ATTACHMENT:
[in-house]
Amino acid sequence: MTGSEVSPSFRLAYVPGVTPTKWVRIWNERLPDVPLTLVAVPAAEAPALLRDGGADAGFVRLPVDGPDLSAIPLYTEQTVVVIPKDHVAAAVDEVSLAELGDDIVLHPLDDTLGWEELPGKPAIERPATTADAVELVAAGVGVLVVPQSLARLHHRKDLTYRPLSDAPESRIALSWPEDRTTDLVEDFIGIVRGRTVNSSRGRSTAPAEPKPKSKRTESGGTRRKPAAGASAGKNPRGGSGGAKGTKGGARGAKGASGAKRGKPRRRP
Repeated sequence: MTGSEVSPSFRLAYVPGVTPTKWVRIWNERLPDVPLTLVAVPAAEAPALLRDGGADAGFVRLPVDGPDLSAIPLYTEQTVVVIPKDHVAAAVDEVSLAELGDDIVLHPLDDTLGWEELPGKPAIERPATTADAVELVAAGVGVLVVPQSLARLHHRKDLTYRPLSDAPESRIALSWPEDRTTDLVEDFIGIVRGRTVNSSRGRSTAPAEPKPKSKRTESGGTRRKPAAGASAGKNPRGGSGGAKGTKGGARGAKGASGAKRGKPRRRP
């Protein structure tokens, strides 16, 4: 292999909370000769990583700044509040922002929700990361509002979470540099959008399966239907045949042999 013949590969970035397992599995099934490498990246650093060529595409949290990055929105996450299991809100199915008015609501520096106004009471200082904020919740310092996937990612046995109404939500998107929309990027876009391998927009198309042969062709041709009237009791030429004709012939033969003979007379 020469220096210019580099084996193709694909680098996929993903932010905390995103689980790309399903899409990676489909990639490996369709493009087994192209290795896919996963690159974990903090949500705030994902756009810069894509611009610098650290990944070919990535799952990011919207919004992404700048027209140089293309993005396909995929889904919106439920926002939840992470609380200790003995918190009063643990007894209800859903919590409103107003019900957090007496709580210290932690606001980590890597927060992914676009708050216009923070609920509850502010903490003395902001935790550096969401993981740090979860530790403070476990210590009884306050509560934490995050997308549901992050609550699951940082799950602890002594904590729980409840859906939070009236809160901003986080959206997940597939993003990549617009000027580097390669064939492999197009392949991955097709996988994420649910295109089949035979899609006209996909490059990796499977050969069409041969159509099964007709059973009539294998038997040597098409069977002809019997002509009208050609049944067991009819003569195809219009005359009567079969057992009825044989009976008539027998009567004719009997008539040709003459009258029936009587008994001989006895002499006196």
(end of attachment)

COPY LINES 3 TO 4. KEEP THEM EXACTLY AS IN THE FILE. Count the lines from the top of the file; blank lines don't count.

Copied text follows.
Repeated sequence: MTGSEVSPSFRLAYVPGVTPTKWVRIWNERLPDVPLTLVAVPAAEAPALLRDGGADAGFVRLPVDGPDLSAIPLYTEQTVVVIPKDHVAAAVDEVSLAELGDDIVLHPLDDTLGWEELPGKPAIERPATTADAVELVAAGVGVLVVPQSLARLHHRKDLTYRPLSDAPESRIALSWPEDRTTDLVEDFIGIVRGRTVNSSRGRSTAPAEPKPKSKRTESGGTRRKPAAGASAGKNPRGGSGGAKGTKGGARGAKGASGAKRGKPRRRP
């Protein structure tokens, strides 16, 4: 292999909370000769990583700044509040922002929700990361509002979470540099959008399966239907045949042999 013949590969970035397992599995099934490498990246650093060529595409949290990055929105996450299991809100199915008015609501520096106004009471200082904020919740310092996937990612046995109404939500998107929309990027876009391998927009198309042969062709041709009237009791030429004709012939033969003979007379 020469220096210019580099084996193709694909680098996929993903932010905390995103689980790309399903899409990676489909990639490996369709493009087994192209290795896919996963690159974990903090949500705030994902756009810069894509611009610098650290990944070919990535799952990011919207919004992404700048027209140089293309993005396909995929889904919106439920926002939840992470609380200790003995918190009063643990007894209800859903919590409103107003019900957090007496709580210290932690606001980590890597927060992914676009708050216009923070609920509850502010903490003395902001935790550096969401993981740090979860530790403070476990210590009884306050509560934490995050997308549901992050609550699951940082799950602890002594904590729980409840859906939070009236809160901003986080959206997940597939993003990549617009000027580097390669064939492999197009392949991955097709996988994420649910295109089949035979899609006209996909490059990796499977050969069409041969159509099964007709059973009539294998038997040597098409069977002809019997002509009208050609049944067991009819003569195809219009005359009567079969057992009825044989009976008539027998009567004719009997008539040709003459009258029936009587008994001989006895002499006196």